My father does not live in America, never did. In 1951, my father arrived in Rochester, NY, home to Kodak, home to Xerox, where he stayed to this very day. He goes nowhere without my mother. Restaurants, dinner parties, not unless they go together, with my mother. Movies, certainly not without her. Concerts, for sure not. Baseball games, never, even with her. To shul, he drives alone.
In 1999, she died. Would he go in California, to visit me in his loneliness? “Not without your mother.” Today, a snow-packed day, my father announces he and I will go to see my mother. We must leave immediately, clean up the grave, prepare for spring planting. In Rochester! In February! In Rochester, in February, the snowdrifts rise to four feet and more. As a kid, walking to school in winter, I always wished they’d top four feet, so school would be cancelled: up to my nose, my brow, topping my head. Now, 45 years later, snows bid my boy-wishes. The Rochester Jewish cemetery is located in Irondequoit, on the banks of Lake Ontario. No Jews alive there; only dead ones are planted, never to grow. Live Jews are south, one hour away. Not one hour drive for him, though; for him, two hours. He drives local roads, not freeways, and slowly. He wants death to be cancelled or at least delayed. No rush to be reminded she’s dead and there.
The texture of the road is rock salt, ice, and grime, a slush tinted with the grayish shades of an industrial town. My father’s old rear-wheel Olds fishtails along the Genesee River. We swim upstream to the cemetery, to death locale, off an unplowed side road, off another side road, and another one, surrounded by tiny, irrelevant houses. Infuriated as he scans a sea of snow swallowing the tombstones, my father declares that no one cares – no one -, to dig a pathway into the cemetery. No one has ever cared for anyone in here. Not even the caretakers, who are nothing but careless-takers. He erupts volcanically. Never tall, stunted in Auschwitz, and now shrunken further by time, but in spite of the size, always been an active Etna, ready to blow. To the doctor of the Intensive Care Unit, where my mother laid in coma, amputated, dialyzed, intubated, respirated, just because the surgeon had suggested it might be the end, “To die?” my father exploded, “Everyone is going to die! You are going to die too, you know! Doctor? A doctor in Auschwitz you are.” Lava spewed.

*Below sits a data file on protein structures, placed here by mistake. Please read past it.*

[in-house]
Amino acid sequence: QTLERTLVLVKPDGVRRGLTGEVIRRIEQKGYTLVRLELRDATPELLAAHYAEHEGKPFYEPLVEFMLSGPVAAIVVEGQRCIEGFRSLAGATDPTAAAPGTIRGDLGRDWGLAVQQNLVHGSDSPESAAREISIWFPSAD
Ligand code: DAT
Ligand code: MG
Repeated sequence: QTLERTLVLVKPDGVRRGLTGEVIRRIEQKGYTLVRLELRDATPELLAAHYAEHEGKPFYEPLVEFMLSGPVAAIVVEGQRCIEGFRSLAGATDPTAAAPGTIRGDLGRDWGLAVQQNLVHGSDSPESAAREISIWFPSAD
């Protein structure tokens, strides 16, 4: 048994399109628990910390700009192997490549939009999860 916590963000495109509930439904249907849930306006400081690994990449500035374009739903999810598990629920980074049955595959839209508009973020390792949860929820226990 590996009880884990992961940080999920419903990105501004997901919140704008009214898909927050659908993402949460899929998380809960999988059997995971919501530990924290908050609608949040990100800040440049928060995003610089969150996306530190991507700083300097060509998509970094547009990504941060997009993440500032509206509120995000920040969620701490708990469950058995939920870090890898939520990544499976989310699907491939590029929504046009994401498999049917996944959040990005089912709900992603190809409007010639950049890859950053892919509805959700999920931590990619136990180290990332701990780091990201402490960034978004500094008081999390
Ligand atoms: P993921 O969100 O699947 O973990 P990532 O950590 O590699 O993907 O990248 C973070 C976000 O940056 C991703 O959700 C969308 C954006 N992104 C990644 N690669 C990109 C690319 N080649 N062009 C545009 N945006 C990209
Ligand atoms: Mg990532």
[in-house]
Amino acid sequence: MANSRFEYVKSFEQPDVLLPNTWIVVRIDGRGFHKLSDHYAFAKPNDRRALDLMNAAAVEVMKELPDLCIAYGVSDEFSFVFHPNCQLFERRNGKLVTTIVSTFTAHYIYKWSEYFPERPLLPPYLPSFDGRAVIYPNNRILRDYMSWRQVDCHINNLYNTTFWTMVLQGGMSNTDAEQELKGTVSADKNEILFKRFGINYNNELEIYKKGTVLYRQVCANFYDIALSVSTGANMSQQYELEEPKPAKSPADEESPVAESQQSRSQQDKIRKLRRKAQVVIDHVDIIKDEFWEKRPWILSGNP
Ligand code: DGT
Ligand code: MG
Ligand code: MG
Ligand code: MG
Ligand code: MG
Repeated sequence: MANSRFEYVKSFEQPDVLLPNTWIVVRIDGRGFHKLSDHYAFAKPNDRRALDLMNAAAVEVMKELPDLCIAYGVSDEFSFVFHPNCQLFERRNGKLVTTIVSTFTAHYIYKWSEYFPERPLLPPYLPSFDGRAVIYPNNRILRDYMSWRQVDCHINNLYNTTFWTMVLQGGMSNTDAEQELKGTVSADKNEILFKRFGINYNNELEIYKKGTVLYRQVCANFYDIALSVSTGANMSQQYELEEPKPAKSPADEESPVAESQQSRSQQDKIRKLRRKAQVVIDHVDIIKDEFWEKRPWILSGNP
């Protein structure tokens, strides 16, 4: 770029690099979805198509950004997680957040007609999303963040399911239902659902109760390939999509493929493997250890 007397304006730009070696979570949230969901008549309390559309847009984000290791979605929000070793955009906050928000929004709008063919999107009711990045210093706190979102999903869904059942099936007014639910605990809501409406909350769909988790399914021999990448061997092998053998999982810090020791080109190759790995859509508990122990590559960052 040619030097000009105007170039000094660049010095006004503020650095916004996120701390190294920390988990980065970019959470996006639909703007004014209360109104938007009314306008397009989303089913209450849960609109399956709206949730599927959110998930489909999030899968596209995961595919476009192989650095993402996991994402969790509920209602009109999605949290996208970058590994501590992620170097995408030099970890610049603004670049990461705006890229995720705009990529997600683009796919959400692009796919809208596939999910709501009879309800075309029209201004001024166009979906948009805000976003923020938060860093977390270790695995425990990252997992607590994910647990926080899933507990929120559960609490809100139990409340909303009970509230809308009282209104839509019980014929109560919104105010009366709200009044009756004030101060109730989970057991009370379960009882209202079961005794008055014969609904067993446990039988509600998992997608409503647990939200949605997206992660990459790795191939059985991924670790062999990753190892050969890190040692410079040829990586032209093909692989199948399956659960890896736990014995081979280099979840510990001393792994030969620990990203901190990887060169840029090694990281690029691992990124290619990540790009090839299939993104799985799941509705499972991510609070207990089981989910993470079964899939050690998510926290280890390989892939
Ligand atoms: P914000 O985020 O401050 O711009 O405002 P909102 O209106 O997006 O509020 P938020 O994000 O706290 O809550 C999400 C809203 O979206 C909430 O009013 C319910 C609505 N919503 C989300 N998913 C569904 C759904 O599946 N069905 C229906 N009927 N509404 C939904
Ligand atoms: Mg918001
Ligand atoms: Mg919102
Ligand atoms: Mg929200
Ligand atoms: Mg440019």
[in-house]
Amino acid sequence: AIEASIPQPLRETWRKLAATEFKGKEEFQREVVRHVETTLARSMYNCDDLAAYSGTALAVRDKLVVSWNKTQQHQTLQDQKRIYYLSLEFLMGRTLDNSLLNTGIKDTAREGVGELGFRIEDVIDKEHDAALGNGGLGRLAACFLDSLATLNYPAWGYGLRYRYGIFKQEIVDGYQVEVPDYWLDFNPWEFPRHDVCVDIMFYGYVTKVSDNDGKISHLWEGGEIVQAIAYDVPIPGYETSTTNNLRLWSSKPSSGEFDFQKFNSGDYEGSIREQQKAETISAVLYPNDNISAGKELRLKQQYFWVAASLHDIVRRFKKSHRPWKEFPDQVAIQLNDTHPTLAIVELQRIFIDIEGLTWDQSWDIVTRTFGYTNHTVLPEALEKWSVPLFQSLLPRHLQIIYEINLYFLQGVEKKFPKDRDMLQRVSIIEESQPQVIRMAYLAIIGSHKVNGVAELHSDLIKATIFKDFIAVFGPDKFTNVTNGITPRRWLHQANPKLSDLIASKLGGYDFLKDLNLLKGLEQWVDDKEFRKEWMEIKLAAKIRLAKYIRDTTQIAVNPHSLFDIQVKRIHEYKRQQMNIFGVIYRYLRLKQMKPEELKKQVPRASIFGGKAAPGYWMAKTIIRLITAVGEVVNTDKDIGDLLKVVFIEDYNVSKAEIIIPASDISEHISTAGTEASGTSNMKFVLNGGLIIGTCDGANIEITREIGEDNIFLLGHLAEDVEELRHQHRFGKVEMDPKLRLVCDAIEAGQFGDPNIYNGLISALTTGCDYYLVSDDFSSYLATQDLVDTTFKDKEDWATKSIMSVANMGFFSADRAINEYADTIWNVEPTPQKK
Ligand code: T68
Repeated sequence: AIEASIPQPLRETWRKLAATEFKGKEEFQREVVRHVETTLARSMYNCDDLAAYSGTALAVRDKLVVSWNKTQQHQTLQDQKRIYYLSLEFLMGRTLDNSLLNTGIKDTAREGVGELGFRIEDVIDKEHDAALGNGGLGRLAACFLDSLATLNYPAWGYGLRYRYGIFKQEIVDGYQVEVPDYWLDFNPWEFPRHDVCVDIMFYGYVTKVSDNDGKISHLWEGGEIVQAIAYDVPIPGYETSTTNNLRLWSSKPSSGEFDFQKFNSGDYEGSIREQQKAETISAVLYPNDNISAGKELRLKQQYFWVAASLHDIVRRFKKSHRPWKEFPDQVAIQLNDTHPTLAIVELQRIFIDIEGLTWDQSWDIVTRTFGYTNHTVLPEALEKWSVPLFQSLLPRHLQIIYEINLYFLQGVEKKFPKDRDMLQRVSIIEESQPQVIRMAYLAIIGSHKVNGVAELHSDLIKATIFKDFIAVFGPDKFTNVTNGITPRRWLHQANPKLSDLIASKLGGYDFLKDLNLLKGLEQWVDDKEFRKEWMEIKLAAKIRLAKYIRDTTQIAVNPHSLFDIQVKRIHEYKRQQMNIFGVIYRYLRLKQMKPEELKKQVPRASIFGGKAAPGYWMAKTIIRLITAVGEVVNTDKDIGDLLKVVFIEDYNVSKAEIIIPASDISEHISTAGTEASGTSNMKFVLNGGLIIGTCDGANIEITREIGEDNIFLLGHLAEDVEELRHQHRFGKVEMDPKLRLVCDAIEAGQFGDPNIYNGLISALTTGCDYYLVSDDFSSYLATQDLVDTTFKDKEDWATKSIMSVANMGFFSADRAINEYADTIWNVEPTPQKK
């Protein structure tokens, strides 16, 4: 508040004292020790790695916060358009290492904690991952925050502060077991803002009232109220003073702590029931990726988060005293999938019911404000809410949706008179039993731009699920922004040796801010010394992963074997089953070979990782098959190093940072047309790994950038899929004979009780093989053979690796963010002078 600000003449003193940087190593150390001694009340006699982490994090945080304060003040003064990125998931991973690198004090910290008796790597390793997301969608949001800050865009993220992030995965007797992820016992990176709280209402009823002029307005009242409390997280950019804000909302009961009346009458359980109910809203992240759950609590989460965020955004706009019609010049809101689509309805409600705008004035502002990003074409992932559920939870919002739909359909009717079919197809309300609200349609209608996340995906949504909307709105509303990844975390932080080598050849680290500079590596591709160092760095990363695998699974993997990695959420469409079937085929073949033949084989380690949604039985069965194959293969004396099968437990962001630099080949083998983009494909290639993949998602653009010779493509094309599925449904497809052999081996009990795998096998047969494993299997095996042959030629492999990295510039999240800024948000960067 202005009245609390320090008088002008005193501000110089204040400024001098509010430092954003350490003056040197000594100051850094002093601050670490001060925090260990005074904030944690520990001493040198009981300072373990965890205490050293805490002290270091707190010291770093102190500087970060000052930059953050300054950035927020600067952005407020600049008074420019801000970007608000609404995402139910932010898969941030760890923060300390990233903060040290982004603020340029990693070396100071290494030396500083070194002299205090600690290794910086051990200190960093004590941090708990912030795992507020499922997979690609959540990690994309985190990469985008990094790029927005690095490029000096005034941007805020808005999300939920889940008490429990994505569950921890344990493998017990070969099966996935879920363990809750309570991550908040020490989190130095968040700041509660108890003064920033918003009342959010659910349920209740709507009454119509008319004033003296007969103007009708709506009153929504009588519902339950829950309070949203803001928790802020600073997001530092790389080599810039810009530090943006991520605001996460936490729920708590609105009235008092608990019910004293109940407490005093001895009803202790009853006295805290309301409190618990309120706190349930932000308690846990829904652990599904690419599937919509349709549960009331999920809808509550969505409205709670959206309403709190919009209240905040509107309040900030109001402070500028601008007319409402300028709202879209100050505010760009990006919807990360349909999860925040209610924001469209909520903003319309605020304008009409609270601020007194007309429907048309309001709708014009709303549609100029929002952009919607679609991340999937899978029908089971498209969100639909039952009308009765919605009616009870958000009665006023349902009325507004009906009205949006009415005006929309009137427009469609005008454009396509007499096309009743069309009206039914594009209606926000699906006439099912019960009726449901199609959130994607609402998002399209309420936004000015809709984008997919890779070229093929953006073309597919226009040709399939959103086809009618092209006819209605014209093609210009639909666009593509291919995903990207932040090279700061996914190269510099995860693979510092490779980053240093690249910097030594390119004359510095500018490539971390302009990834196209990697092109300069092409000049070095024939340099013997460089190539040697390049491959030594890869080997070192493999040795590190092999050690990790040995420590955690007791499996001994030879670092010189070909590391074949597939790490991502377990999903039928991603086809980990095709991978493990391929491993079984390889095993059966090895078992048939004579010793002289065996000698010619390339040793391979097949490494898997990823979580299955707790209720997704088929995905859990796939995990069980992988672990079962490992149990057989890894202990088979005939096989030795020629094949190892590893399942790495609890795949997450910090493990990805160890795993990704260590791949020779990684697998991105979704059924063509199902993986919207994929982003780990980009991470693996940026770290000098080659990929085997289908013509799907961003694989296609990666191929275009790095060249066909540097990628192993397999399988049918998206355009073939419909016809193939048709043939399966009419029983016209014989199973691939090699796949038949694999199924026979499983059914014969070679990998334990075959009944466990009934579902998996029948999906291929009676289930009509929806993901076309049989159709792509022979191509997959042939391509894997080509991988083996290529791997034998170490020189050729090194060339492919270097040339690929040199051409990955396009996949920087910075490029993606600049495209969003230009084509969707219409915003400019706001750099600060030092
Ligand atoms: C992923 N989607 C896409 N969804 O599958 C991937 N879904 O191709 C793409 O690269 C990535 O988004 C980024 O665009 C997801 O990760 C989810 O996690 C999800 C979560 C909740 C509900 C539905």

He parks up a curb to let other cars slither by, gets out, pops the trunk, hands me two snow shovels, yanks a 50-pound bag of sand onto his shoulder, and says nothing. Wrapped in the shadows of pre-war Lodz, muscular and spirited, the 82 year-old man is ready to dig his way to his wife’s grave through a mountain of snow, no matter how far it will be. I see Paul Celan, soil in his eyes, excavating to meet the dead, expiring. I take point position to attack that virgin white snow impeding our visit. I dig and look back surreptitiously with shovel throws over my left shoulder. I see myself rescuing him, resuscitating him in a snowy grave. I too curse, but within. Without, I dig. I feel insignificant compare to the veteran snow digger, the Golden Shovel knight, the miniature Hercules cleaning the Aegean stables. Trained as a machinist, my father follows, correcting my path. He removes patches of snow I throw on the buried lawn and straightens the sides. His eyes plumbing ninety degrees admonish me to make the snow ramparts straighter. As meticulously as with the sheet rock he laid for our living room walls.
We reach the stone. He collapses on it. He embraces it. His face buried in his forearm, his shoulders lurching with sobs. I hear prayers. He turns to my younger sister’s neighboring pink monument, erected 10 years ago, and he weeps forever.
At the end, we did not turn our backs, but backed away with respect for the deceased, as the High Priest in the Temple did when leaving the Holy of Holies on Yom Kippur, lest he was struck dead.
The four-year-old silver Olds is in perfect shape, with 25,861 original miles. Each mile I made, he says triumphantly, is my own. The radio speaks of today, with the same radio voice, disregarding all his wishes. So he reaches from the seat box his “Chazoinem” tape with his favorite old cantors, masters of Yiddish mourning melodies and plaintive poetry. He then breathes, the deepest breath I have heard today, and drives back home. Back to Lodz. For my father does not live in America, never will. He lives in Past, Perpetual, home to memory, wailing at the Present, telling who is dead and what is dead.
He does not live in America, but in a place where Auschwitz will not happen. The Present jolts him awake from his truer dreams. My father wants to sleep.